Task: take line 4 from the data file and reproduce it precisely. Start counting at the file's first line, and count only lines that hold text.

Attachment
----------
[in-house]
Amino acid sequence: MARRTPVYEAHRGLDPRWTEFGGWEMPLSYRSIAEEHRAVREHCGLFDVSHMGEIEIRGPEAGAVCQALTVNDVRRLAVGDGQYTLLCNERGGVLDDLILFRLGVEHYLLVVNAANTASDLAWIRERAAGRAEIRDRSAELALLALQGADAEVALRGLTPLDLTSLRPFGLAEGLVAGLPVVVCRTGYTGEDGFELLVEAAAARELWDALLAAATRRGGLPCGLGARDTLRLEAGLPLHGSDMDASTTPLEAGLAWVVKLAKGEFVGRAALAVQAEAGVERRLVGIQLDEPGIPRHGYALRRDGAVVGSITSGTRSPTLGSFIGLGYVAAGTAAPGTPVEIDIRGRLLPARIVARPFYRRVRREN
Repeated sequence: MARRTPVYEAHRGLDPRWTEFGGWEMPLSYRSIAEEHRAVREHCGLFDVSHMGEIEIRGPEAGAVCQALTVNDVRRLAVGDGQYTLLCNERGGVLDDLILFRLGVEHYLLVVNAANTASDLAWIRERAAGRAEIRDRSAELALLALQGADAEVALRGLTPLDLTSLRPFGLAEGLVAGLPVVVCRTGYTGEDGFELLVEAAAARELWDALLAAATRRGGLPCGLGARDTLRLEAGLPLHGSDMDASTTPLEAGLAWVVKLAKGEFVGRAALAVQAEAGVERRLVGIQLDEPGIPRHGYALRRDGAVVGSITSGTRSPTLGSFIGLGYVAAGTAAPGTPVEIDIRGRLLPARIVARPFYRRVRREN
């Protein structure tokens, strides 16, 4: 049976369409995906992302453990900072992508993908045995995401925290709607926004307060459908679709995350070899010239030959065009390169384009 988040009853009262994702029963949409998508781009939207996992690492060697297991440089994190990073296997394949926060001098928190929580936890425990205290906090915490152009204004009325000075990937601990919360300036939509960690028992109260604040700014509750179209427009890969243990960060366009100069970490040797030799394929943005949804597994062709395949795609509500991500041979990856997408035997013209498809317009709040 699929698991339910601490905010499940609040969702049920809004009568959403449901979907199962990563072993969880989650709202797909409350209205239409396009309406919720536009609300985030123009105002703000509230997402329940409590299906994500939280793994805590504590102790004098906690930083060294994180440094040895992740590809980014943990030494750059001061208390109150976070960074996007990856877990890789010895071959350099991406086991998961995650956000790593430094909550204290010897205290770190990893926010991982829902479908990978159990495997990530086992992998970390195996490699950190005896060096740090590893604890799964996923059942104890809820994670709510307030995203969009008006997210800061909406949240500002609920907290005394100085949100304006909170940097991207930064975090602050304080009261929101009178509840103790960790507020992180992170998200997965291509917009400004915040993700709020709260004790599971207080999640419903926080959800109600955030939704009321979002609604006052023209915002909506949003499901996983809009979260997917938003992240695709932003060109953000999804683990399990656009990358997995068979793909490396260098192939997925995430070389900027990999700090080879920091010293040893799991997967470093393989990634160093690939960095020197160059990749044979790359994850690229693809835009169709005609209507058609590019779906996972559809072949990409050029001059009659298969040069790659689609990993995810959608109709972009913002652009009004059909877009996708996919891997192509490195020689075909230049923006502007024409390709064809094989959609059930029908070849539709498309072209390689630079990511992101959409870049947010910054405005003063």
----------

């Protein structure tokens, strides 16, 4: 049976369409995906992302453990900072992508993908045995995401925290709607926004307060459908679709995350070899010239030959065009390169384009 988040009853009262994702029963949409998508781009939207996992690492060697297991440089994190990073296997394949926060001098928190929580936890425990205290906090915490152009204004009325000075990937601990919360300036939509960690028992109260604040700014509750179209427009890969243990960060366009100069970490040797030799394929943005949804597994062709395949795609509500991500041979990856997408035997013209498809317009709040 699929698991339910601490905010499940609040969702049920809004009568959403449901979907199962990563072993969880989650709202797909409350209205239409396009309406919720536009609300985030123009105002703000509230997402329940409590299906994500939280793994805590504590102790004098906690930083060294994180440094040895992740590809980014943990030494750059001061208390109150976070960074996007990856877990890789010895071959350099991406086991998961995650956000790593430094909550204290010897205290770190990893926010991982829902479908990978159990495997990530086992992998970390195996490699950190005896060096740090590893604890799964996923059942104890809820994670709510307030995203969009008006997210800061909406949240500002609920907290005394100085949100304006909170940097991207930064975090602050304080009261929101009178509840103790960790507020992180992170998200997965291509917009400004915040993700709020709260004790599971207080999640419903926080959800109600955030939704009321979002609604006052023209915002909506949003499901996983809009979260997917938003992240695709932003060109953000999804683990399990656009990358997995068979793909490396260098192939997925995430070389900027990999700090080879920091010293040893799991997967470093393989990634160093690939960095020197160059990749044979790359994850690229693809835009169709005609209507058609590019779906996972559809072949990409050029001059009659298969040069790659689609990993995810959608109709972009913002652009009004059909877009996708996919891997192509490195020689075909230049923006502007024409390709064809094989959609059930029908070849539709498309072209390689630079990511992101959409870049947010910054405005003063």